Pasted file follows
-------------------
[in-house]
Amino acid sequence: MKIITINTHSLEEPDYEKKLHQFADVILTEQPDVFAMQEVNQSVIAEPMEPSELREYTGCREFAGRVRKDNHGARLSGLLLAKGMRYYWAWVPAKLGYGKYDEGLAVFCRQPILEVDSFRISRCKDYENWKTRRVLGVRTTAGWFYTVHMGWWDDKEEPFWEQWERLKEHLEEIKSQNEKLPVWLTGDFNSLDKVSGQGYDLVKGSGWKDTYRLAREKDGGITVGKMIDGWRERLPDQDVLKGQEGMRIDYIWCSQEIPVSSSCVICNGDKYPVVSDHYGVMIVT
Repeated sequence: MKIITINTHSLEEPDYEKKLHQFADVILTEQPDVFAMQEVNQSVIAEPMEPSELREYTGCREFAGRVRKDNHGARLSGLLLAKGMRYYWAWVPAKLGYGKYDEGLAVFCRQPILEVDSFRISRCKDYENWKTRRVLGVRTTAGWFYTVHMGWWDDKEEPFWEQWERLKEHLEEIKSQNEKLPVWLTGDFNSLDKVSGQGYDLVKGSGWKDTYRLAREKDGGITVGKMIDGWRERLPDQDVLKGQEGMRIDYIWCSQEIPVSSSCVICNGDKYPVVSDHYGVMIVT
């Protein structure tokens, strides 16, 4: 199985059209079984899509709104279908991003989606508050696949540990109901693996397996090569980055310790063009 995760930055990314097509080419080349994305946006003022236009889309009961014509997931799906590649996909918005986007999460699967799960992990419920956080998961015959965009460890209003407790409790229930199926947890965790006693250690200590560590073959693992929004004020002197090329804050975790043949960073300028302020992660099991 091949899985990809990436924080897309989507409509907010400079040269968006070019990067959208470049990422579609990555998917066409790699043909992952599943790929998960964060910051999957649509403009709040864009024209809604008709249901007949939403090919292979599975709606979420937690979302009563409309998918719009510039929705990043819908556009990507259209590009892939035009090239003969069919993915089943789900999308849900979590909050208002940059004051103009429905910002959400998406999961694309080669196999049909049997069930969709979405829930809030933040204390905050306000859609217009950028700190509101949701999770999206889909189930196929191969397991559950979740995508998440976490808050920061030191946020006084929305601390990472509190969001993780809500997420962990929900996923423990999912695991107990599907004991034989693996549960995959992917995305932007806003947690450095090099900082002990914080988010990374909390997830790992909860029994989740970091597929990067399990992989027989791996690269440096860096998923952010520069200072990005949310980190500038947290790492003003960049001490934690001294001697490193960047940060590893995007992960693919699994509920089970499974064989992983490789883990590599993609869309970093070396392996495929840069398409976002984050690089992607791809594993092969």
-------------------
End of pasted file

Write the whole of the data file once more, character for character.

[in-house]
Amino acid sequence: MKIITINTHSLEEPDYEKKLHQFADVILTEQPDVFAMQEVNQSVIAEPMEPSELREYTGCREFAGRVRKDNHGARLSGLLLAKGMRYYWAWVPAKLGYGKYDEGLAVFCRQPILEVDSFRISRCKDYENWKTRRVLGVRTTAGWFYTVHMGWWDDKEEPFWEQWERLKEHLEEIKSQNEKLPVWLTGDFNSLDKVSGQGYDLVKGSGWKDTYRLAREKDGGITVGKMIDGWRERLPDQDVLKGQEGMRIDYIWCSQEIPVSSSCVICNGDKYPVVSDHYGVMIVT
Repeated sequence: MKIITINTHSLEEPDYEKKLHQFADVILTEQPDVFAMQEVNQSVIAEPMEPSELREYTGCREFAGRVRKDNHGARLSGLLLAKGMRYYWAWVPAKLGYGKYDEGLAVFCRQPILEVDSFRISRCKDYENWKTRRVLGVRTTAGWFYTVHMGWWDDKEEPFWEQWERLKEHLEEIKSQNEKLPVWLTGDFNSLDKVSGQGYDLVKGSGWKDTYRLAREKDGGITVGKMIDGWRERLPDQDVLKGQEGMRIDYIWCSQEIPVSSSCVICNGDKYPVVSDHYGVMIVT
């Protein structure tokens, strides 16, 4: 199985059209079984899509709104279908991003989606508050696949540990109901693996397996090569980055310790063009 995760930055990314097509080419080349994305946006003022236009889309009961014509997931799906590649996909918005986007999460699967799960992990419920956080998961015959965009460890209003407790409790229930199926947890965790006693250690200590560590073959693992929004004020002197090329804050975790043949960073300028302020992660099991 091949899985990809990436924080897309989507409509907010400079040269968006070019990067959208470049990422579609990555998917066409790699043909992952599943790929998960964060910051999957649509403009709040864009024209809604008709249901007949939403090919292979599975709606979420937690979302009563409309998918719009510039929705990043819908556009990507259209590009892939035009090239003969069919993915089943789900999308849900979590909050208002940059004051103009429905910002959400998406999961694309080669196999049909049997069930969709979405829930809030933040204390905050306000859609217009950028700190509101949701999770999206889909189930196929191969397991559950979740995508998440976490808050920061030191946020006084929305601390990472509190969001993780809500997420962990929900996923423990999912695991107990599907004991034989693996549960995959992917995305932007806003947690450095090099900082002990914080988010990374909390997830790992909860029994989740970091597929990067399990992989027989791996690269440096860096998923952010520069200072990005949310980190500038947290790492003003960049001490934690001294001697490193960047940060590893995007992960693919699994509920089970499974064989992983490789883990590599993609869309970093070396392996495929840069398409976002984050690089992607791809594993092969």